The three winners led the decades-long effort to understand these dark cosmic secrets
October 6, 2020
BLACK HOLES are some of the most exotic objects in the universe. They are so dense that nothing, not even light, can escape their immense attraction. It is believed that at the center of a black hole is a point of infinite density called the singularity, where the known laws of physics collapse.
Understanding these dark cosmic objects took decades of effort. On October 6, the Nobel Prize Committee of the Royal Academy of Sciences of Sweden bestowed the most famous award in physics on three of those who led this effort.
Half the price of SKr 10 million (US $ 1.1 million) went to Sir Roger Penrose of Oxford University, who used Albert Einstein’s general theory of relativity to predict how black holes might form in the universe. Andrea Ghez and Reinhard Genzel from the Universities of Los Angeles and Berkeley at the University of California shared the other half for their decades of work mapping the movements of stars around the center of the Milky Way. Their studies have shown that there is a huge cosmic object here that is believed to be a supermassive black hole.
Although black holes were predicted about a century ago as a result of general relativity (which is actually a theory of how gravity shapes the structure and contents of the universe), early work suggested that they could only become perfectly symmetrical from collapse Stars or clouds of gas. This is hardly realistic, and Einstein himself doubted that they actually existed.
They therefore remained a theoretical curiosity until 1965, when Dr. Penrose, as he was then, worked out the details of how real matter could collapse into a black hole. Using a mathematical concept that he called an enclosed surface, he showed that even asymmetrical, lumpy stars and clouds of dust can form black holes. This work provided the tools observational astronomers needed to go on the hunt for them.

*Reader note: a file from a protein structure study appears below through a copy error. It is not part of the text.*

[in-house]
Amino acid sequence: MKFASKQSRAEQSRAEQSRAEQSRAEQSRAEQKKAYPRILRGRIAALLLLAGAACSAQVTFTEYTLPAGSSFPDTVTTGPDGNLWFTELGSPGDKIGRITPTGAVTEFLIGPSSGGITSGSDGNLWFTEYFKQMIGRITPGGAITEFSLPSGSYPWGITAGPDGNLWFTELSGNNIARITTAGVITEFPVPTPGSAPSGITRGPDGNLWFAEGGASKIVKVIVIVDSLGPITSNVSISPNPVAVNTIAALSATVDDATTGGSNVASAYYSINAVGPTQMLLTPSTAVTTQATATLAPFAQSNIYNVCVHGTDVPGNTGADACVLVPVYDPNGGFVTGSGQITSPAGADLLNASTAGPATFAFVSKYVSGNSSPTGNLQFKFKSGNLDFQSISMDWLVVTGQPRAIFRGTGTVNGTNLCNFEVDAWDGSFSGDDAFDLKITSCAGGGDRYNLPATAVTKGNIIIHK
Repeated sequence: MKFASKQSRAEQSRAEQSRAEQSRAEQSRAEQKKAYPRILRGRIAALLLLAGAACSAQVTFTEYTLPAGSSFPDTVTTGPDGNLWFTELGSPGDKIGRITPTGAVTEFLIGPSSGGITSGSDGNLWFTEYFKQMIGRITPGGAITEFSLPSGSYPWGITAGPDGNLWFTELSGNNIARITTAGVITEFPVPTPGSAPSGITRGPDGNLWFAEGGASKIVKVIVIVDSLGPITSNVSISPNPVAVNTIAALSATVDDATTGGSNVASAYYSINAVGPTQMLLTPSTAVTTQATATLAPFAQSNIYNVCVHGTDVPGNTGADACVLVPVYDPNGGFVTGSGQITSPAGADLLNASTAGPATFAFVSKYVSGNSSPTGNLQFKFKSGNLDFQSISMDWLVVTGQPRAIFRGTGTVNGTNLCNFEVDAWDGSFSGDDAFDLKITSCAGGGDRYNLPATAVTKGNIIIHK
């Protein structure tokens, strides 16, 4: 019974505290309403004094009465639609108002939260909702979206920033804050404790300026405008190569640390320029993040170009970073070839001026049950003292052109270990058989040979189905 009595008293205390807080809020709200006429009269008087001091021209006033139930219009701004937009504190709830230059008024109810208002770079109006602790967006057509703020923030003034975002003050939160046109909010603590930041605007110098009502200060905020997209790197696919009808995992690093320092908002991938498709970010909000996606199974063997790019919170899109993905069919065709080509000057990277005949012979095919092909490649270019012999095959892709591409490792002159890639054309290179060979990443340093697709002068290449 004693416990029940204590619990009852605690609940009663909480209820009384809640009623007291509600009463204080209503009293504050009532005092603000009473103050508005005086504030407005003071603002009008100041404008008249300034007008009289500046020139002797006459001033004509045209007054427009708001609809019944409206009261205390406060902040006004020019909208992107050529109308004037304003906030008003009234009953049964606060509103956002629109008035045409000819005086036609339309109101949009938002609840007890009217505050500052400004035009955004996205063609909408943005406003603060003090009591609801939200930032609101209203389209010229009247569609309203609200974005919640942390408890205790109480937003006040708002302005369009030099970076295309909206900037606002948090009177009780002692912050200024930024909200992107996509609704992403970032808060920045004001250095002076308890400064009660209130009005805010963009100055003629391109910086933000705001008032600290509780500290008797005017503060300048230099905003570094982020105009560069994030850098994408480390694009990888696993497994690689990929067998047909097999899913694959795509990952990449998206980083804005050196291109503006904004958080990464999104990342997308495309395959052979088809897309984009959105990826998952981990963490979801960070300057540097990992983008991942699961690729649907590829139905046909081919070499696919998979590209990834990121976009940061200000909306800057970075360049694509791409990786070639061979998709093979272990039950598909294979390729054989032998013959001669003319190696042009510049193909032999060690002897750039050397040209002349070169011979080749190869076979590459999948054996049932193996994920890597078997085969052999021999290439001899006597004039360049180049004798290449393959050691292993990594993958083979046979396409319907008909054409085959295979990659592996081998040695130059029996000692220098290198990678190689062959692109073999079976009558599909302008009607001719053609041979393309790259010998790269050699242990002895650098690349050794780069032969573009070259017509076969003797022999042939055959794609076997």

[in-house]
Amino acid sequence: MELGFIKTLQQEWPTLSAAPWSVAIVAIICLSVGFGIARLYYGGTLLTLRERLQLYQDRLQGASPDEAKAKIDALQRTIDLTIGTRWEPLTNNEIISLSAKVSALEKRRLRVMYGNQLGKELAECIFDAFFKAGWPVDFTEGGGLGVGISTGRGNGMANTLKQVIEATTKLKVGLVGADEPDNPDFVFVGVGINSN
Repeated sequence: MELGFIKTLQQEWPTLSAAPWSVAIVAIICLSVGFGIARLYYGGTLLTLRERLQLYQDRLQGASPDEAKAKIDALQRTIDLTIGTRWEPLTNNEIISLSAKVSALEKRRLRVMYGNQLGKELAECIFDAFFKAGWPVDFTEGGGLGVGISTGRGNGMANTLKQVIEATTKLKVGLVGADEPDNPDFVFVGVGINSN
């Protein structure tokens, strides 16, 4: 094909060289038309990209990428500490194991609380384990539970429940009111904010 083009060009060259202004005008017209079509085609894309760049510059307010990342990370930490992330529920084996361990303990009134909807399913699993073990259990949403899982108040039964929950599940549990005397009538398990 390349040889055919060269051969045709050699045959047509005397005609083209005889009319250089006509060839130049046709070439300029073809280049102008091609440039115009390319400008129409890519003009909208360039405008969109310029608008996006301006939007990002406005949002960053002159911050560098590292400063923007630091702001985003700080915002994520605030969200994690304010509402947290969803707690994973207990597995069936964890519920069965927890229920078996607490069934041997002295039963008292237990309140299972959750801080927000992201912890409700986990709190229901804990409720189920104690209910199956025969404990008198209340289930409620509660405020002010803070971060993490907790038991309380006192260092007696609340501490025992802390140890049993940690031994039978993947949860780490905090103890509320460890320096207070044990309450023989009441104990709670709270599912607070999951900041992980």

By definition, it is impossible to see black holes directly. Instead, physicists gain knowledge by studying how their gravity affects the movements of their star neighbors. Dr. Ghez and Dr. Genzel used this idea to gather evidence that Sagittarius A * – a bright source of radio waves in the center of the Milky Way, Earth’s home galaxy – is actually a supermassive black hole around which all the stars in the galaxy, including the sun, orbit .
Dr. Ghez and her team used the Keck Observatory Telescope in Hawaii with its ten meter wide primary mirror to conduct their observations. Dr. Genzel’s group used a series of eight-meter-wide telescopes high in the mountains of the Atacama Desert in Chile. These instruments were sensitive enough to peek through the clouds of dust that otherwise obscure the heart of the Milky Way to observers from Earth.
In three decades of observation, both research groups independently tracked around 30 of the brightest stars in the galactic center (see graphic). They found that the closer a star was to Sagittarius A *, the faster it moved. While the Sun, which is about 26,000 light years from center, takes about 200 m years to complete an orbit of Sagittarius A *, a star named S2, approaching 17 light hours, completes a single orbit in a dizzy 16 years. These measurements have enabled astronomers to compose an image of Sagittarius A * as a black hole about 4 m solar mass packed into a region of space as large as the solar system.
In April 2019, the first image of a black hole (the local equivalent of Sagittarius A * at the center of a galaxy called M87, 53 m light-years from Earth) was released. This was recorded with the Event Horizon Telescope, a collaboration that connects eight existing radio telescopes around the world and enables a far higher resolution than any individual instrument can handle. If technology improves, the Event Horizon Telescope could one day also provide a more detailed image of the region around Sagittarius A *.
Sir Roger, who had to step out of the shower to answer the call from the Academy telling him of his victory just before it was announced to the world, said the award was “an extreme honor and a great pleasure”. Later, speaking from his Oxford home, he remembered that it had taken astronomers a long time to take his ideas about black holes seriously. “There was a lot of skepticism in the early days,” he said. Eventually, however, observational studies began to gather evidence of their existence. “It was remarkable and gratifying to see that [my] It has been shown that work in the universe is something real. “